…and should be taught in complementary ways at all stages of skill development
In this recent discussion piece published in Sport, Education and Society (2014), Wayne Smith from the University of Auckland, New Zealand argues against the following notions…
- The binary logic that separates techniques from tactics, technique from skill, and tactics from skill
- The assumption that good technique will emerge as a natural process of adaptive play while playing games
- Children need fundamental movement skills before developing fundamental games skills
To argue against these notions, Smith (2014) draws on concepts from complexity theory and complimentary pairs theory. Basically, FMS and FGS should be viewed as having a complimentary relationship and both game-centred learning and technical teaching approaches need to be employed at all stages of skill development.
When we view skill in the traditional sense, we observe and focus on the actual movements of the athlete. But this is only one part of skill. Smith (2014) suggests we see skill as an expression of relational dynamics that emerge from non-linear, self-organising interacting parts. Skill is dependent on the inextricbale interactive dynamics of multiple interactions between physical, psychological, social, ideational factors acting at all levels, over multiple time frames. Simply, skill is highly complex and dynamic, and not just an individual’s physical actions. (Side note, we touched on how social influences may relate to skill in a previous article).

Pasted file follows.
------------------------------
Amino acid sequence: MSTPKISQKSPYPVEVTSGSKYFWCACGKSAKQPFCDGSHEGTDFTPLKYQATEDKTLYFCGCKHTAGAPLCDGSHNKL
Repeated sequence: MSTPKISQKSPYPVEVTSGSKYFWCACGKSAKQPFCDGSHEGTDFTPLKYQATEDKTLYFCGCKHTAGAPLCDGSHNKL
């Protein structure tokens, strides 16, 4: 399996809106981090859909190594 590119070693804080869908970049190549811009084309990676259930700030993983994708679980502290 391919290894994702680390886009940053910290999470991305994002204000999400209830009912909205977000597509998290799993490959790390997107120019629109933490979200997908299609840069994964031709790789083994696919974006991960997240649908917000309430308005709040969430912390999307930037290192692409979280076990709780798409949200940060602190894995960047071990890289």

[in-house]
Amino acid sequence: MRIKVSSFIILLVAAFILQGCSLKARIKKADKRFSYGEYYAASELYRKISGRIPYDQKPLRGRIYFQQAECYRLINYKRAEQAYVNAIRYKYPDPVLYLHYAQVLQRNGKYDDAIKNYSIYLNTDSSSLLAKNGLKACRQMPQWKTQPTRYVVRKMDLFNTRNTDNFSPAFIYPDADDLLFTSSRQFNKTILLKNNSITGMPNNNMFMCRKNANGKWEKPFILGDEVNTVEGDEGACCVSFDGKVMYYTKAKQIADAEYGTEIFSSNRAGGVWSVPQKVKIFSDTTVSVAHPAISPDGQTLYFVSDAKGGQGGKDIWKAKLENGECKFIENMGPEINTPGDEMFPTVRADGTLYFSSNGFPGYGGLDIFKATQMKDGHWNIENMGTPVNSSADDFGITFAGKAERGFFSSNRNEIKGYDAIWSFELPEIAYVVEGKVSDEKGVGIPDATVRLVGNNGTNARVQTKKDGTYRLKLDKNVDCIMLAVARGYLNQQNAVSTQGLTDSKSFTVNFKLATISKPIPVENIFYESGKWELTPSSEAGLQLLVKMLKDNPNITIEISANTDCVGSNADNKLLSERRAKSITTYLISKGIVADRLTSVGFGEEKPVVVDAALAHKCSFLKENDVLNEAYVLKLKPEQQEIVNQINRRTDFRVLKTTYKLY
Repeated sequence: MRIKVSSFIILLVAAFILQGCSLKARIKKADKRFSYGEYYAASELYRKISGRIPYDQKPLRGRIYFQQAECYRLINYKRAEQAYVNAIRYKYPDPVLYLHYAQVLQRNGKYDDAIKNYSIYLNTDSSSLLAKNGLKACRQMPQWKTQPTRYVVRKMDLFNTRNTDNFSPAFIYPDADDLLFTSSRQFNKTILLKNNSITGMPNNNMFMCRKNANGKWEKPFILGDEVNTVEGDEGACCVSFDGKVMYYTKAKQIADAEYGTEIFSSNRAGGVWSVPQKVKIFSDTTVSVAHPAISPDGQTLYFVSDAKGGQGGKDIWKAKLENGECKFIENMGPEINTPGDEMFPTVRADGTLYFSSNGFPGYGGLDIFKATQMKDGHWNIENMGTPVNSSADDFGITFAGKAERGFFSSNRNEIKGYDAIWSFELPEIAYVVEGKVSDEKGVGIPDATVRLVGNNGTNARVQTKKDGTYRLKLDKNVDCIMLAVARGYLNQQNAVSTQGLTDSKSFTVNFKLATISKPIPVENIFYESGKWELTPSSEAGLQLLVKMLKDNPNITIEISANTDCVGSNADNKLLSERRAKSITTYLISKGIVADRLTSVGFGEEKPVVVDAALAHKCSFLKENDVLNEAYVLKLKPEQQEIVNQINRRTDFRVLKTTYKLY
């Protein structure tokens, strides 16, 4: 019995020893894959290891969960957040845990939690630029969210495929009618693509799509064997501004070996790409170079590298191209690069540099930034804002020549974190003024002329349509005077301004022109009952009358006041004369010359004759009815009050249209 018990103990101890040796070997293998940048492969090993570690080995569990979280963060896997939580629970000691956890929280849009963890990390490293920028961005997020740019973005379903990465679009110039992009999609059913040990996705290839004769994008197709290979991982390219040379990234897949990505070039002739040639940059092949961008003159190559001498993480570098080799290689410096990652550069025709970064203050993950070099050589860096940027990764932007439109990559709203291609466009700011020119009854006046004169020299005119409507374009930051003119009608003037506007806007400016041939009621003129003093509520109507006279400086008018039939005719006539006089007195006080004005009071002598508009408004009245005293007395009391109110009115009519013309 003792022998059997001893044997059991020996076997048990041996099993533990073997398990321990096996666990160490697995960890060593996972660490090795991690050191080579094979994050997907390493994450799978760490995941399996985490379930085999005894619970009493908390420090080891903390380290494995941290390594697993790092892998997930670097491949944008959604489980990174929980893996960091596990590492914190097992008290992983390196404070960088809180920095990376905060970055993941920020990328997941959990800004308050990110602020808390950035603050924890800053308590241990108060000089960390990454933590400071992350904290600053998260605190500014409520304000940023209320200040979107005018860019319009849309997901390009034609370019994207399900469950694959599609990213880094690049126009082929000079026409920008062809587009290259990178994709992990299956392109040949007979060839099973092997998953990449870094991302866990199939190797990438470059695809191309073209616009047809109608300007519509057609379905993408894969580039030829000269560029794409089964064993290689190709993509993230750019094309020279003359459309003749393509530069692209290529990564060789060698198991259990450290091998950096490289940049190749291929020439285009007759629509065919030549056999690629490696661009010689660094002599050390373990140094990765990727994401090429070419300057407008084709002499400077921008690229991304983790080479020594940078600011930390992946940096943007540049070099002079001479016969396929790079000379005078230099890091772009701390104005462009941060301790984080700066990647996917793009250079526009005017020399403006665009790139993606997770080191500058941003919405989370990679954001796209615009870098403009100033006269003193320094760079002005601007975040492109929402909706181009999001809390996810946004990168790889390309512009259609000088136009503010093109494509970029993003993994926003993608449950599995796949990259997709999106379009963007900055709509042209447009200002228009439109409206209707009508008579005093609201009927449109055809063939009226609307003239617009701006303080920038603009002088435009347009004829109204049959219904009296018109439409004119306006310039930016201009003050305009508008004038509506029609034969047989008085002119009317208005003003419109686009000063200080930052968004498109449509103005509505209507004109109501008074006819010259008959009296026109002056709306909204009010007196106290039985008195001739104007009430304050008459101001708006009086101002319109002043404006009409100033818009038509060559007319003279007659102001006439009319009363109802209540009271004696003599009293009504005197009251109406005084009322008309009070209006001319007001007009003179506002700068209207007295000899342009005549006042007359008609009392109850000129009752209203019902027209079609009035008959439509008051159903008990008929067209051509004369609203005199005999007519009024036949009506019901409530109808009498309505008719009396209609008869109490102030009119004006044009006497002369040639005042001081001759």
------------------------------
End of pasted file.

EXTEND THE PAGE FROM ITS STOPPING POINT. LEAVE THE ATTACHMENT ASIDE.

For teaching and coaching, Smith (2014) has broken down skill to 3 primary levels.
- Intrinsic – internal co-ordination patterns or techniques (repetition)
- Individual – immediate goal-directed tasks (drills)
- Interactive – Broader goal directed dynamics at the environmental level e.g. (small-sided games)
Although these levels can be taught separately, they are related, and each level should be coached equally at all ages or stages of development.
Agree or disagree?